So with thanks to Danny for drawing my attention to them, I pass along these poetic ponderings of Czeslow Milosz, and invite you to consider the link between love and sustainability: Read the rest of this entry »
I am coming to really see the deep connection between the iron hold on ego and the unwillingness to let go of institutions that no longer serve us. As facades crumble, there seems to be a hunkering down going on all around, fueled by anxiety and resulting in futile and rancorous efforts to control an outcome that is so much larger than any of us. Forces are telling us to side with the way of Life, and to reach out. Will we listen? Will we stretch? Read the rest of this entry »
Photo by: December005
I am part of a community of practice organized around networks and decentralized organizing. Some of us have been pondering the relationship between scale and relationship. We want to nurture movements that can bring social transformation to scale, and we know that authentic relationships are at the heart of real transformation.
Shivers advises: “When you say no to most things, you leave room in your life to throw yourself completely into that rare thing that makes you say ‘hell, yeah!’ ” Sounds a lot easier to me than it actually is. What’s your experience?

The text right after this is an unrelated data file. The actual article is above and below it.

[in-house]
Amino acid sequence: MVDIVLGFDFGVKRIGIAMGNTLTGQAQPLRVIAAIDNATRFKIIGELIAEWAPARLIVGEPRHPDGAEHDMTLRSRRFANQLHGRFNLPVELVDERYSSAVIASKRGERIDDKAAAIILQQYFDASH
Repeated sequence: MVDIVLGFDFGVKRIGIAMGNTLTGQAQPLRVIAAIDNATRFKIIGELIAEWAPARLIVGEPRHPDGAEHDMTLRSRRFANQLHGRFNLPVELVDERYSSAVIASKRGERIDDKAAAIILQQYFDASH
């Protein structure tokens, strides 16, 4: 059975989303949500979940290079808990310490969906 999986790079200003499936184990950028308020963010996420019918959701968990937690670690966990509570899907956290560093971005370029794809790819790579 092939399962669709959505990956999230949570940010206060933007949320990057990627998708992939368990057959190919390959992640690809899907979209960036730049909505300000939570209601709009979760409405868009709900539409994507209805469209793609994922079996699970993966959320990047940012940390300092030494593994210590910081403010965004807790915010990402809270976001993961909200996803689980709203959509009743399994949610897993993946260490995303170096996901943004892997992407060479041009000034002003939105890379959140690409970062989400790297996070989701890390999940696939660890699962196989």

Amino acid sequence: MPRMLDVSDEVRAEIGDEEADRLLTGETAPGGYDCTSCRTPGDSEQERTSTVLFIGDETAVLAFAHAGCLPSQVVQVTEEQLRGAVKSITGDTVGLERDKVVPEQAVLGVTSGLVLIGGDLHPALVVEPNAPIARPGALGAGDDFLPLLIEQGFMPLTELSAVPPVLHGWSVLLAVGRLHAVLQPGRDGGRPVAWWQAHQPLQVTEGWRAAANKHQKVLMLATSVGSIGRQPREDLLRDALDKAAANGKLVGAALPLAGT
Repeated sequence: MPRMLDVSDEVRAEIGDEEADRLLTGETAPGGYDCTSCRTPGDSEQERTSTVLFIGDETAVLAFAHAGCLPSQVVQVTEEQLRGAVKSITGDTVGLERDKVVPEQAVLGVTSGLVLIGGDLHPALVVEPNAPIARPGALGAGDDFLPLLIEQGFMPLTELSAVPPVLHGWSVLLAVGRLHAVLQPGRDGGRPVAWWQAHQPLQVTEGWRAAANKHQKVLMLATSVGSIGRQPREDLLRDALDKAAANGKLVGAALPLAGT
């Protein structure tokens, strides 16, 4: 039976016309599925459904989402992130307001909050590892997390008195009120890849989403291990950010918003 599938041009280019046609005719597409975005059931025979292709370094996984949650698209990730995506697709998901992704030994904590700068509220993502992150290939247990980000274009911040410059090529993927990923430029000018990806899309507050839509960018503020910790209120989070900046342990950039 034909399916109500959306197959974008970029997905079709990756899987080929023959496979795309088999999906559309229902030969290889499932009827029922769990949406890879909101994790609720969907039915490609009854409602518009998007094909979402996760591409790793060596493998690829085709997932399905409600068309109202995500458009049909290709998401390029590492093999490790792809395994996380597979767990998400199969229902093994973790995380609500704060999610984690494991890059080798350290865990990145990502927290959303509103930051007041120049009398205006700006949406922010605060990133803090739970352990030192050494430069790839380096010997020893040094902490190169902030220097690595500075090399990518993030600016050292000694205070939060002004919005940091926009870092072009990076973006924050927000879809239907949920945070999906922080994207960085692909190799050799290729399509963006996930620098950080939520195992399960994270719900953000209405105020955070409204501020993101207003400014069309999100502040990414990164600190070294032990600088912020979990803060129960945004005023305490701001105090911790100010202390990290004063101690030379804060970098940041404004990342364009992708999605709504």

Photo by: Cynthia Parker
What follows is a piece of the commencement address that Paul Hawken delivered at the University of Portland in 2009. His words join with those of many others amidst our current global conundrum to remind us that we are of the natural world, not separate from “the environment.” Our current economy and education system tend to relegate us to consumers of our life support system, which puts a whole new spin on this notion of “recession.” Time to come out of our caves and get reacquainted with our animal selves and deeper wisdom. Full employment awaits!
Read the rest of this entry »
“Chaos is the primal state of pure energy
for every true new beginning.”
- William Bridges